"Instead of extracting valuable and finite raw materials, manufacturing products from them and throwing them in the garbage at the end of their use, we need a true circular economy", said DBU Secretary General Alexander Bonde in his welcome address to this year's Environmental Award Symposium. Under the title "From Circular Economy to Circular Society?" the symposium - due to Corona - took place digitally for the first time.
Ways to a true circular economy
Wood instead of concrete, sharing, higher raw material prices: "Innovative business models play an important role in the transition to a circular economy," Peter Börkey from the Organization for Economic Cooperation and Development (OECD) pointed out in his keynote speech "Ways to a true circular economy." In recent years, he said, raw material consumption worldwide has increased many times over. According to OECD calculations, if "things continue as they are," raw material consumption would double by 2060, with serious consequences for the environment, Börkey said. To counteract these trends, economic growth and raw material consumption must be decoupled from each other, which can be achieved through a transition to a circular economy, he said. Innovation - both technological and societal - plays a key role in this, he said. Artificial intelligence, robotics or even the Internet of Things could help in the transition to a circular economy. However, Börkey also believes that policymakers have a duty to create the appropriate framework conditions: "We have to completely rethink our approach. You have to say goodbye to the growth idea in terms of growing raw material consumption, but not to the growth idea of greater prosperity."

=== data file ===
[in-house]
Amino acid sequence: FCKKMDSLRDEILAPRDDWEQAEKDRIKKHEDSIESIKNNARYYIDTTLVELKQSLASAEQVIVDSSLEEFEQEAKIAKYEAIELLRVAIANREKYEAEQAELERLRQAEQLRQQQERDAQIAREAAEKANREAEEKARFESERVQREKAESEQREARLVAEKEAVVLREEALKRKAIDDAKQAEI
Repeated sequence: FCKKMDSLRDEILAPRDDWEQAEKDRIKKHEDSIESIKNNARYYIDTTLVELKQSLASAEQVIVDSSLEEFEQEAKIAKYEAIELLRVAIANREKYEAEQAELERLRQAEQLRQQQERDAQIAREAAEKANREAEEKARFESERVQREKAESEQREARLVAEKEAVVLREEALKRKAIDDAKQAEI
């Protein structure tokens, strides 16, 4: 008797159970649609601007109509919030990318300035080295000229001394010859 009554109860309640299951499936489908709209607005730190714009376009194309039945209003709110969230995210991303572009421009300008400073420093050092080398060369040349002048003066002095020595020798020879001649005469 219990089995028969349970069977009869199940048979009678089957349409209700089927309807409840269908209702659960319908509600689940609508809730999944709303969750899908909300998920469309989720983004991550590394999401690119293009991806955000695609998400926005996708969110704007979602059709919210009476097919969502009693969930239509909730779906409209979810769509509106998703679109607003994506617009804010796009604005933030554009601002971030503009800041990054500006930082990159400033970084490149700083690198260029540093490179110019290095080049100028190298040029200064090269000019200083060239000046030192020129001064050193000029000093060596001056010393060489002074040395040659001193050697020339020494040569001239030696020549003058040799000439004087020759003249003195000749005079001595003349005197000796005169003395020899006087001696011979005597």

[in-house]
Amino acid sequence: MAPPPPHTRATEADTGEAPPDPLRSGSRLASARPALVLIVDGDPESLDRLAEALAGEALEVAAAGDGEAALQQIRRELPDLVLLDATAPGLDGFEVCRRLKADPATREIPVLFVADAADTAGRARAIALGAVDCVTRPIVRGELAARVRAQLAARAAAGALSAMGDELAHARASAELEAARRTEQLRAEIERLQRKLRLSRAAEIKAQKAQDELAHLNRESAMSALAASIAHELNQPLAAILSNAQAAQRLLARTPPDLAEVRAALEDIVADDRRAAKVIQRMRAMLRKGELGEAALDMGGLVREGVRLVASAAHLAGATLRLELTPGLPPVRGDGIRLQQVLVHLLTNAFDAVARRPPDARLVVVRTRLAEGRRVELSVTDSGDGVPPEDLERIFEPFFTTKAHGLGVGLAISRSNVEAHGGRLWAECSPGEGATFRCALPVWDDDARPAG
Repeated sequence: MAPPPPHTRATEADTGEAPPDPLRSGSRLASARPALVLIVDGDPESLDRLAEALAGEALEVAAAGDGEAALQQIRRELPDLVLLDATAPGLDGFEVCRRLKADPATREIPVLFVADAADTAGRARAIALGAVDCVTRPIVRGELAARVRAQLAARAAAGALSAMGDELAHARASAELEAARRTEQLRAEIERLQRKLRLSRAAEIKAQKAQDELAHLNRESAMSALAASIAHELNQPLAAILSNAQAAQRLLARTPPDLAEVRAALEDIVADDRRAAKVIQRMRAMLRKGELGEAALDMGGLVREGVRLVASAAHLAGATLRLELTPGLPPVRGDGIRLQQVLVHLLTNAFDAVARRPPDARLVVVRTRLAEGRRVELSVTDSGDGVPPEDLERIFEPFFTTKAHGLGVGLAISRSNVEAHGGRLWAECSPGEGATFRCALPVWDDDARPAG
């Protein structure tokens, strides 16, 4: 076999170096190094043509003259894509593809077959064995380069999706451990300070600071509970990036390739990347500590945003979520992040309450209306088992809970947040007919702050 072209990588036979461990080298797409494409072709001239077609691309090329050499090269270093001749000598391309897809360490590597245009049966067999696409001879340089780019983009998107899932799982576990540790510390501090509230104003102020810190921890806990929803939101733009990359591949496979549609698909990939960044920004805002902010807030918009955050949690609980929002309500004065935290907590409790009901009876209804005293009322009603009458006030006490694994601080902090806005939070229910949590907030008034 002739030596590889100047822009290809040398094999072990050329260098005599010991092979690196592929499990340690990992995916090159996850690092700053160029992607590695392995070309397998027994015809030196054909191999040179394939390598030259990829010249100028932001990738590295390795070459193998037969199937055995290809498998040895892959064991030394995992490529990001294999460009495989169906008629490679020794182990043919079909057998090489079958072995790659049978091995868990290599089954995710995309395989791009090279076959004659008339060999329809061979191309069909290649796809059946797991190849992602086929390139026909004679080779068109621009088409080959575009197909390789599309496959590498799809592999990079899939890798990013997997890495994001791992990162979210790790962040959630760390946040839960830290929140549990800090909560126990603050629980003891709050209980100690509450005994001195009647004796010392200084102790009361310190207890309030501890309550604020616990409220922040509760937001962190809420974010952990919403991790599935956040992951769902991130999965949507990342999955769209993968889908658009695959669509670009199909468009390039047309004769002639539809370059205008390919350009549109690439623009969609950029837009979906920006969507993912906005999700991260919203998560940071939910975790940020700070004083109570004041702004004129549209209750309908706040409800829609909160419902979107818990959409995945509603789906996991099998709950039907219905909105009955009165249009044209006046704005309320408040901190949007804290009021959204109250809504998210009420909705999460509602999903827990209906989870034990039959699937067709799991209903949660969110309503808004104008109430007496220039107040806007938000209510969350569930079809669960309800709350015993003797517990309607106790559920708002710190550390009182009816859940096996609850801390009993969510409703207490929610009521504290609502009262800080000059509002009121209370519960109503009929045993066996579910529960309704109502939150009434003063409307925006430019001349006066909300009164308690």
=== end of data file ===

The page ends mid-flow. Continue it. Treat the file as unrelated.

We need a 'flattening the curve'
In the discussion that followed, Dr. Henning Wilts from the Wuppertal Institute for Climate, Environment, Energy, Professor Vera Susanne Rotter from the Technical University of Berlin, Christian Schiller, CEO of the DBU-funded start-up cirplus, Barbara Lersch from the Hans Sauer Foundation and DBU department head Dr. Maximilian Hempel debated further possibilities and options for action.
"We need a 'flattening the curve' also in mitigating raw material withdrawals and smart ideas for keeping raw materials in the loop. Educational opportunities can make the ideas viable," Hempel said. Lersch advocated creating transparency so citizens understand processes. "The circular economy doesn't work without society," she said.
5 million tons of plastic ending up in the ocean
Cirplus CEO Schiller, as the operator of an online platform for plastic waste and recycled plastic, reminded the audience of the plastic problem: "There are currently about 15 million tons of plastic ending up in the ocean every year. A plastic tax sounds good at first, but it doesn't help us in practice. It's not that easy for Germany to flip the switch." Rotter added, "We have to look at what is in the plastics. The circular economy is about the environmental targets we set. It's about reducing pollution."
"We can't have circular economy become another driver of resource consumption. We need to generate more wealth from fewer resources," Wilts urged. Despite all the difficulties that currently still exist, Hempel drew a positive conclusion: "Even drugstores now sell unpackaged soap, and manufacturers are earning money with it. You have to find business solutions, then it works." Annika Trappmann, this year's environmental award winner, joined the discussion and reported from the field: "I work for the association 'Climate Protection Companies'. From small businesses to large corporations, companies are involved. A change is possible even in large companies. You have to want to and have patience."
The digital symposium was moderated by Hanna Gersmann, a journalist specializing in environmental and economic policy.
The video recording of the symposium can be found at the link www.youtube.com/watch?v=4OE4FscJAtI
Translated with Deepl